Lead is a known toxin that contains a heavy metal and was commonly used to speed up the drying process in paint. Lead paint was banned in the United States in 1978 due to the health dangers it poses. Exposure to lead poisoning is extremely dangerous, even in small amounts.
Who is at Risk?
Children are more susceptible to lead paint poisoning than adults. In fact, the same amount of exposure to lead dust or flakes will show itself in higher amounts in a child’s blood than in an adult’s blood. Lead poisoning can cause injuries such as severe headaches, neurological damage and even brain damage. Most lead paint found in the United States these days is in houses that were built and painted before 1978.
It is estimated that 24 million American homes still have significant lead-based paint issues. As paint ages, it can chip and crack and create paint dust deposits on many surfaces of the house. If the paint dust contains lead, it can lead to the occupants of the home contracting lead poisoning.
What is Being Done to Reduce Risk?
The Environmental Protective Agency has raised its standards on how to deal with lead paint, to prevent more cases of lead poisoning. As of April 22, 2010, the EPA finalized its requirements regarding lead paint so that anyone who will be handling or removing lead paint must be trained and certified to do so.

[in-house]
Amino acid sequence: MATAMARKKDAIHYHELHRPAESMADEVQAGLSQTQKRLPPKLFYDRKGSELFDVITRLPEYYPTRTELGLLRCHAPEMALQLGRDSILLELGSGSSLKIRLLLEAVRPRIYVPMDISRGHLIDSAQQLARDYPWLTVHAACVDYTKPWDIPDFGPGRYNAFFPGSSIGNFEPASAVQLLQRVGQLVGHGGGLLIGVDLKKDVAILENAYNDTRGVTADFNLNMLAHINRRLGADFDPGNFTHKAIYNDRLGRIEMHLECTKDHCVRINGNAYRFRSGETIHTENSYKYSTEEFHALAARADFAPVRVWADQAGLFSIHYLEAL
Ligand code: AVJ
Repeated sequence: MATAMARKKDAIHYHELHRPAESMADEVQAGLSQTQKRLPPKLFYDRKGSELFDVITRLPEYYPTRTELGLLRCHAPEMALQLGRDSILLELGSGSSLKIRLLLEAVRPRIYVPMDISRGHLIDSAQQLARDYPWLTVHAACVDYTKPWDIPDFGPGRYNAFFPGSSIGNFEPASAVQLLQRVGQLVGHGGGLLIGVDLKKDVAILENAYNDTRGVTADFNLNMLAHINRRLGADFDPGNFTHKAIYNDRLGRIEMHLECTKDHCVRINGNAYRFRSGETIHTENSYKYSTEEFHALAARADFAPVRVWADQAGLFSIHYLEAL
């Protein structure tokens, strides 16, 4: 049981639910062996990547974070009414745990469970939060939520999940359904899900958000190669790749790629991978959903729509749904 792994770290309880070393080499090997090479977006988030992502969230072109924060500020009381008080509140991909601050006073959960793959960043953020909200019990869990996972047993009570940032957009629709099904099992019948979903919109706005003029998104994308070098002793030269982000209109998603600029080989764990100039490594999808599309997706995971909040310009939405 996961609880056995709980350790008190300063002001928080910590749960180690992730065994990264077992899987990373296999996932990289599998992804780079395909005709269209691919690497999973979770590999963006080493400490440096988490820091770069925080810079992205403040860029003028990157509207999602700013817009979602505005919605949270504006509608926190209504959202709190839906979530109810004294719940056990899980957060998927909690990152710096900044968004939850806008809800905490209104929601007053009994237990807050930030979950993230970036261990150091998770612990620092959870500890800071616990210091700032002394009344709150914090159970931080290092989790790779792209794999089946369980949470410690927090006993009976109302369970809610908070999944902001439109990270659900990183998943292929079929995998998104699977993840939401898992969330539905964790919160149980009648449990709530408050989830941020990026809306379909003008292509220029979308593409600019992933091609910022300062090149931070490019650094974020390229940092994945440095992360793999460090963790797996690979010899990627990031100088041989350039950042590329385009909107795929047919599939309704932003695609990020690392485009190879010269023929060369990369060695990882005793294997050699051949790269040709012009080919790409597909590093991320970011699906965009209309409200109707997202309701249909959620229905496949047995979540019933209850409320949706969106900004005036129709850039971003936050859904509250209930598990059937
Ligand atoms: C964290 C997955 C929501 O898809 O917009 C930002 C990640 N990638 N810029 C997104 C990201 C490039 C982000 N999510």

There have been recent efforts to make the public more aware of the problem posed by lead paint. The U.S. Department of Housing and Urban Development has announced $13 million in grants to 25 local projects that will concentrate on eliminating lead paint and educating the public about the dangers of lead poisoning. In just the past year alone, HUD awarded over $232 million in Lead and Healthy home grants. The public is encouraged to use the 800-424-LEAD (5323) hotline to report lead paint problems and non-compliance by contractors who are removing lead-based paint without following the new safety standards.
“Lead poisoning is a costly, tragic and irreversible environmental disease that robs children of their ability to reach their full potential – yet it is entirely preventable,” said Ruth Ann Norton, executive director of the Coalition to End Childhood Lead Poisoning. “That is why we teamed with our partners at the EPA, HUD and the Ad Council to launch this national lead poisoning prevention and awareness campaign. Together, we can make lead history.”
The Public Service Advertising campaign is targeting parents of young children and pregnant women to educate them about the dangers of lead poisoning. The ad campaign includes television, radio, print, outdoor and Web advertising in both English and Spanish.
Speak to an Attorney
If you feel that you or a loved one may have contracted lead poisoning due to contact with lead paint, it is important to speak to an attorney in your area today. You may be entitled to compensation for from the responsible parties. A lawyer can answer any questions you may have about your situation and explain your legal rights and options.